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Why Did Horses Never Favour Revolting Peasants?

As a lover of horses and of history, I could not help noticing a long time ago that horses have often been used successfully to suppress peasants’ revolts. (The most recent example in England was at Orgreave Colliery.) I used to often wonder about this. After all, cavalry, although important, did not play a decisive part in most battles between armies. Lots of other factors came into it.

Three things could usually defeat cavalry.

  1. Other cavalry.
  2. Firepower, or archery power.
  3. Well trained infantry: the Roman tortoise, the Saxon shield-wall, the 16th and 17th century hedgehog, Wellington’s red squares.

So they were not invincible. Why did they always seem to defeat revolting peasants? Were they just lucky?

On looking into it, I soon discovered that rebels were often undisciplined and ill-led.

  • They tended to rush towards the enemy, especially if they believed they had the advantage in numbers. Rushing against a mounted enemy never works. The trick is to stand still and strike at the right moment. It is impossible to time your blow with sword, spear or axe correctly when running. You cannot judge the speed of an approaching horse, while you are moving too.
  • The opposite is not true. A cavalryman is always good at timing his blow at an enemy on foot, whether running or standing.
  • If you are on foot, the advantage of numbers works best if you stick together. Rushing almost always means getting out of formation and allowing the men on horses to strike you down one at a time.

Class war?

  • The above point is even more true when you remember that cavalry were almost always professional soldiers or men of the ‘noble’ warrior class. Men who spent most of their time practicing fighting on horseback.
  • Peasants were usually in part-time forces and their quality varied. They were usually accustomed to being led by their social superiors, who were, naturally, on the other side when they revolted.

And this explains why horse-ownership was banned or discouraged in the Bible (e.g. Deuteronomy Chapter 17 verse 16).

It is thought that the reason for the rather negative view of horses in the Bible, especially the Old Testament, is that God did not want the leaders of Israel to employ cavalrymen or charioteers, because they would use them to oppress the people and because they would be tempted to go in for unnecessary foreign wars. On the other hand, an infantry made of local volunteers would be harder to use in such ways. (I do not believe God was opposed to owning horses as such. So there is no need to feel guilty if you are a horse-owner.)

All this I learnt a long time ago. One big question continued to bother me for a long time, however.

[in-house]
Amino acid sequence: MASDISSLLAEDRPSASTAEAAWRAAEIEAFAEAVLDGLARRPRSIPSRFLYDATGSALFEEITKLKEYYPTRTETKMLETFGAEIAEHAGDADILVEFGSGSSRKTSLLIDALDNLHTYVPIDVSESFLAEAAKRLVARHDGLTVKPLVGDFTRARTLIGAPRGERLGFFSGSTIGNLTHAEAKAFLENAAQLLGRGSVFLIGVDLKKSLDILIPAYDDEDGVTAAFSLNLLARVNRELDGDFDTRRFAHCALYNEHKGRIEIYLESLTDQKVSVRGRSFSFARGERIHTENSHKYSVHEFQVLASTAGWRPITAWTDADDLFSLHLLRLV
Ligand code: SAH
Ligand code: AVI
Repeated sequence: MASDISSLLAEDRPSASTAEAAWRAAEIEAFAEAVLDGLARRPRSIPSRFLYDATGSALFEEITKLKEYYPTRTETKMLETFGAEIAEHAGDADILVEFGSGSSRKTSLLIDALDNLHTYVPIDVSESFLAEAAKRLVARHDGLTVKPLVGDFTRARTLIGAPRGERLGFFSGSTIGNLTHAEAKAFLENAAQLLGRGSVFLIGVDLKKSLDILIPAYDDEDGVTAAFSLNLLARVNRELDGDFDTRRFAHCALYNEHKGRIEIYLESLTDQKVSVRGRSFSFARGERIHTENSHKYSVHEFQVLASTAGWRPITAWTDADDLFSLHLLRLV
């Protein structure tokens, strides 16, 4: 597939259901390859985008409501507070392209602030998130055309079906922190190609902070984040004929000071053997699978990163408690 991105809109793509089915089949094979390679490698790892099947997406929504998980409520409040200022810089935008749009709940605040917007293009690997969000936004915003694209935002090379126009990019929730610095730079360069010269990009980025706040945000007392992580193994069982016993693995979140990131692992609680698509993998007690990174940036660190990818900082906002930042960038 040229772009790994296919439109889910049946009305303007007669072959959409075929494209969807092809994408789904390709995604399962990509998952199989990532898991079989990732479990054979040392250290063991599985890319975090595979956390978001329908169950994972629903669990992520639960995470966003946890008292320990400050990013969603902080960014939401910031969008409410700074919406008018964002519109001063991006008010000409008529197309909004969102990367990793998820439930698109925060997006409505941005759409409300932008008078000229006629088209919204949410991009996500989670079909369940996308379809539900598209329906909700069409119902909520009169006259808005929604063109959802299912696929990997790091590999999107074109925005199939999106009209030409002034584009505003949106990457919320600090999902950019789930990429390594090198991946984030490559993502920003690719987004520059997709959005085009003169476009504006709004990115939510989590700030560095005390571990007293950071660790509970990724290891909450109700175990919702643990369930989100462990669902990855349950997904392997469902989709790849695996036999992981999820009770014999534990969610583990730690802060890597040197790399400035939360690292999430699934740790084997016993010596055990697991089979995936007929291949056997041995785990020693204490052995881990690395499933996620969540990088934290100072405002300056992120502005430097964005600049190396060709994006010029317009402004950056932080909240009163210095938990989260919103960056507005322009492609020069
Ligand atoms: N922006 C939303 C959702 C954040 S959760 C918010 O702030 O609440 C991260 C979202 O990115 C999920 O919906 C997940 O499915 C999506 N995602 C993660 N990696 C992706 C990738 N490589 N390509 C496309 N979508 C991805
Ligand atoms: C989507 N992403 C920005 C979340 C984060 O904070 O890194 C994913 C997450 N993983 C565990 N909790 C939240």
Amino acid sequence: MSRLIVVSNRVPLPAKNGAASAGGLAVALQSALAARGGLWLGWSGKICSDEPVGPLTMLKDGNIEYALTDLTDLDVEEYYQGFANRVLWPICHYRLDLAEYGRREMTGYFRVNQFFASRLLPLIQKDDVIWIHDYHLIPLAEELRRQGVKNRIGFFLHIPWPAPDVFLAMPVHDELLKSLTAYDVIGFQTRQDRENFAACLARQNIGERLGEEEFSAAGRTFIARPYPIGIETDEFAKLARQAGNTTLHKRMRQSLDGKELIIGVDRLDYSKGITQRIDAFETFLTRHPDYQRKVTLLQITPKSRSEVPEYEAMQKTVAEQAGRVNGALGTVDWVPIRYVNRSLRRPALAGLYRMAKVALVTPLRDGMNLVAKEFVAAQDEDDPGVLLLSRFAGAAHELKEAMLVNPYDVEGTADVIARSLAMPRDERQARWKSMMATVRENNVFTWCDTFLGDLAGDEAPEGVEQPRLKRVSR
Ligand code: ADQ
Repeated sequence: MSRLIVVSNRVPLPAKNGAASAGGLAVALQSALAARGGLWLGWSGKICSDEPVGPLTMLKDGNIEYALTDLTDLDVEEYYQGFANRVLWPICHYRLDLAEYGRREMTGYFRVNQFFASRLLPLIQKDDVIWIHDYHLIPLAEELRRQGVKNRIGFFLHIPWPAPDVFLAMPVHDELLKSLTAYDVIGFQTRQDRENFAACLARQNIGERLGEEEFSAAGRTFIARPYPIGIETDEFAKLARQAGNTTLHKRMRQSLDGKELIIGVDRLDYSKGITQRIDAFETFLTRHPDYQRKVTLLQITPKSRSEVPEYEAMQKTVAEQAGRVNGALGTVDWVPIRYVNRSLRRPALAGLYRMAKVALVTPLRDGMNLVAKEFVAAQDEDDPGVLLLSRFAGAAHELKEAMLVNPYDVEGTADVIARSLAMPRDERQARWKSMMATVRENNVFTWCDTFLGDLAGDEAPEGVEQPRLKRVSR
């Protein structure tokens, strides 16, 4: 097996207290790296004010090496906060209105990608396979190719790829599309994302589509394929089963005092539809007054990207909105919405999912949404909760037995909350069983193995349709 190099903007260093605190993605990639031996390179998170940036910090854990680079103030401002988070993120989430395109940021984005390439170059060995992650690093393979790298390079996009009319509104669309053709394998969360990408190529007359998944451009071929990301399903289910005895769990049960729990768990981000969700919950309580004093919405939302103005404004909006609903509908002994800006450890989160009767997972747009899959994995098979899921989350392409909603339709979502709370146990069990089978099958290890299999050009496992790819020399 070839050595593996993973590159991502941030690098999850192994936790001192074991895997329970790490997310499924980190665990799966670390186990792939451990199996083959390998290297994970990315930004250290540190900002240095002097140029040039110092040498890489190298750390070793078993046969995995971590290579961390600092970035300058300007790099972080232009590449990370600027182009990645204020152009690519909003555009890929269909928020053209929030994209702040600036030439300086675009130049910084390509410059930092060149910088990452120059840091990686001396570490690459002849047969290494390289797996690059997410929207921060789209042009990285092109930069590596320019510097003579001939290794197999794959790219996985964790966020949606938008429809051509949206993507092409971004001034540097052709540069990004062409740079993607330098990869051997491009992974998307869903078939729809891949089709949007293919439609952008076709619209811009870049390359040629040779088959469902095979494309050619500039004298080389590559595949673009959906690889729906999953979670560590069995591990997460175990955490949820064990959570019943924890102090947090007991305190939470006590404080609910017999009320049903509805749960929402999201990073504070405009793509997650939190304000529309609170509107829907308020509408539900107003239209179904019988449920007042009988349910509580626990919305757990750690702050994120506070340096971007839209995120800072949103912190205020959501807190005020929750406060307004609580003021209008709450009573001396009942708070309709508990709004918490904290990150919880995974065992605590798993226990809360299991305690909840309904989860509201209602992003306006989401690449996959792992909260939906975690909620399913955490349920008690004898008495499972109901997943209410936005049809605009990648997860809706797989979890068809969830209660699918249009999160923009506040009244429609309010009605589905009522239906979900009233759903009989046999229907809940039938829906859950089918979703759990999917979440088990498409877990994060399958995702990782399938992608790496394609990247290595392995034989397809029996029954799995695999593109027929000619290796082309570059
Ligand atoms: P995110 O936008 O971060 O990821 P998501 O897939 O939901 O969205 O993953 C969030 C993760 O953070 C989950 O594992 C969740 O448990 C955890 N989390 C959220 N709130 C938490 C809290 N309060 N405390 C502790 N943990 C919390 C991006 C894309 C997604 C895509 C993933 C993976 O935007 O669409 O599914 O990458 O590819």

Why did the peasants not try to form their own cavalry, even temporarily? All right. They didn’t have horses and they couldn’t ride! (A lot of farm work was done by oxen until the 18th century.) But surely they could have stolen some horses, even if they did not have any of their own. And at least some peasants must have been reasonably competent riders?

When the answer occurred to me, I was annoyed that I had not thought of it before. As I so often find. It is due to a certain physical property of horses.

When horses were the main form of transport, many people probably rode from one village to the next, but few would have needed to learn anything at all advanced. Most beginners find it is relatively easy to ride a horse at a walk, although a trot can be quite uncomfortable until you get used to it. A canter is often easier – until the horse stops or turns!

People would have found a real difference between basic riding and the more advanced stuff if they rode in a battle, even in a skirmish. Sharp turns at speed are difficult. In everyday situations, you would probably be going in straight lines, or something like, most of the time. In battle, manoeverability is usually everything.

The reason horses were so unhelpful to the peasants is a result of their way of moving. At a trot, a horse moves diagonally opposite feet together. Left fore and right hind, and vice versa. At a canter, one diagonal pair breaks up, making a three-time rhythm: lead foreleg, diagonal pair, other hind leg. On a circle or a bend the animal will keep its balance best if its lead foreleg is the one on the inside of the circle. To ride a figure of eight, you should change the lead, and hence the pattern of the other legs, in the middle. This may sound a bit sophisticated, but wild horses often change leads when cantering round bends or zig-zags, although many have a favourite lead, like being right or left handed.

In the past, most people might not have fully understood all this, but you can get the practice right without understanding the theory. Any professional cavalryman would know how and when to ride a change of lead. A peasant would not.

If you try to make a horse do a sharp turn on the wrong lead, there are several ways it might respond:

  • ignore the stupid instruction
  • make a very wide, gradual turn
  • drop down to a trot (this can be most unseating if you are not expecting it)
  • try to change leads and stumble or even fall (I have known this to happen)
  • do a neat change (if it is an experienced, agile horse)

You can guess that you would not like any but the last option. You could find even the last a bit unseating if you were not prepared. If you are wearing any sort of armour and carrying weapons you are top heavy and more likely to fall off or cause the horse to stumble. In battle, any mistakes can be fatal. You do not want to be fumbling.

I believe this explains, at least in part, why a handful of trained cavalrymen could usually defeat a lot of revolting peasants. Don’t blame the horses!

Source by John Harvey Murray

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